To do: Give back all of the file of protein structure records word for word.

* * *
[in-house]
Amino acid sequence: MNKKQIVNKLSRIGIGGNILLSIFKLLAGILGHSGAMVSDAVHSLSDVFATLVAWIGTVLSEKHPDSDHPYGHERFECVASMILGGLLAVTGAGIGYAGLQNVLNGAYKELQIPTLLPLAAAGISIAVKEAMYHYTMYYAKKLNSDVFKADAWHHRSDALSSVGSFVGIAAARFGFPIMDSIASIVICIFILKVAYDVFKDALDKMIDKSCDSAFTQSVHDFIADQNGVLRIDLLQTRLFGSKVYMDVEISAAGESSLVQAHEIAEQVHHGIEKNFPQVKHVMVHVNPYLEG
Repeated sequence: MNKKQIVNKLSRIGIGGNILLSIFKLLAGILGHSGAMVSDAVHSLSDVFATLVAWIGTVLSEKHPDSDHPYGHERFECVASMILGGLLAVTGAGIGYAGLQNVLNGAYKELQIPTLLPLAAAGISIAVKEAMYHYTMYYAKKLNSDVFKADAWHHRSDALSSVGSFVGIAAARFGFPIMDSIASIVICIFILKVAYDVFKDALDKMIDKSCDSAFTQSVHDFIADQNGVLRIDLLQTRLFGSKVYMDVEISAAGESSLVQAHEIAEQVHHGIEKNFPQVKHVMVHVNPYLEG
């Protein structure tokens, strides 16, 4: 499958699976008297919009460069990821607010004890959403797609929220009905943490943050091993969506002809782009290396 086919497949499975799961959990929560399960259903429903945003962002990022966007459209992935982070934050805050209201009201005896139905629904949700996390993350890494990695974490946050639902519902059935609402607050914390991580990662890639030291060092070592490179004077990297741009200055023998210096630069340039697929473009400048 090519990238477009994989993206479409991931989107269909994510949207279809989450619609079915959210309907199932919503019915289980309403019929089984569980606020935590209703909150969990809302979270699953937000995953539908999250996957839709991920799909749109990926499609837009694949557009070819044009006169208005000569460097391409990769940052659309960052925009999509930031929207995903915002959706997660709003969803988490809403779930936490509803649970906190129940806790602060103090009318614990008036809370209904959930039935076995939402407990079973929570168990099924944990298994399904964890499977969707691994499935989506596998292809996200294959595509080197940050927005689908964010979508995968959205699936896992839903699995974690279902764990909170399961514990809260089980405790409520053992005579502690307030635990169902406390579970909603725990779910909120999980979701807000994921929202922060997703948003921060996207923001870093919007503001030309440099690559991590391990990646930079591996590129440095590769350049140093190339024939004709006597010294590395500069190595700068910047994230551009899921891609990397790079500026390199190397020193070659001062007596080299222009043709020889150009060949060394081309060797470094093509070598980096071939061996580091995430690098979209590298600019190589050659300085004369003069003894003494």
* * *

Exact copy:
[in-house]
Amino acid sequence: MNKKQIVNKLSRIGIGGNILLSIFKLLAGILGHSGAMVSDAVHSLSDVFATLVAWIGTVLSEKHPDSDHPYGHERFECVASMILGGLLAVTGAGIGYAGLQNVLNGAYKELQIPTLLPLAAAGISIAVKEAMYHYTMYYAKKLNSDVFKADAWHHRSDALSSVGSFVGIAAARFGFPIMDSIASIVICIFILKVAYDVFKDALDKMIDKSCDSAFTQSVHDFIADQNGVLRIDLLQTRLFGSKVYMDVEISAAGESSLVQAHEIAEQVHHGIEKNFPQVKHVMVHVNPYLEG
Repeated sequence: MNKKQIVNKLSRIGIGGNILLSIFKLLAGILGHSGAMVSDAVHSLSDVFATLVAWIGTVLSEKHPDSDHPYGHERFECVASMILGGLLAVTGAGIGYAGLQNVLNGAYKELQIPTLLPLAAAGISIAVKEAMYHYTMYYAKKLNSDVFKADAWHHRSDALSSVGSFVGIAAARFGFPIMDSIASIVICIFILKVAYDVFKDALDKMIDKSCDSAFTQSVHDFIADQNGVLRIDLLQTRLFGSKVYMDVEISAAGESSLVQAHEIAEQVHHGIEKNFPQVKHVMVHVNPYLEG
């Protein structure tokens, strides 16, 4: 499958699976008297919009460069990821607010004890959403797609929220009905943490943050091993969506002809782009290396 086919497949499975799961959990929560399960259903429903945003962002990022966007459209992935982070934050805050209201009201005896139905629904949700996390993350890494990695974490946050639902519902059935609402607050914390991580990662890639030291060092070592490179004077990297741009200055023998210096630069340039697929473009400048 090519990238477009994989993206479409991931989107269909994510949207279809989450619609079915959210309907199932919503019915289980309403019929089984569980606020935590209703909150969990809302979270699953937000995953539908999250996957839709991920799909749109990926499609837009694949557009070819044009006169208005000569460097391409990769940052659309960052925009999509930031929207995903915002959706997660709003969803988490809403779930936490509803649970906190129940806790602060103090009318614990008036809370209904959930039935076995939402407990079973929570168990099924944990298994399904964890499977969707691994499935989506596998292809996200294959595509080197940050927005689908964010979508995968959205699936896992839903699995974690279902764990909170399961514990809260089980405790409520053992005579502690307030635990169902406390579970909603725990779910909120999980979701807000994921929202922060997703948003921060996207923001870093919007503001030309440099690559991590391990990646930079591996590129440095590769350049140093190339024939004709006597010294590395500069190595700068910047994230551009899921891609990397790079500026390199190397020193070659001062007596080299222009043709020889150009060949060394081309060797470094093509070598980096071939061996580091995430690098979209590298600019190589050659300085004369003069003894003494």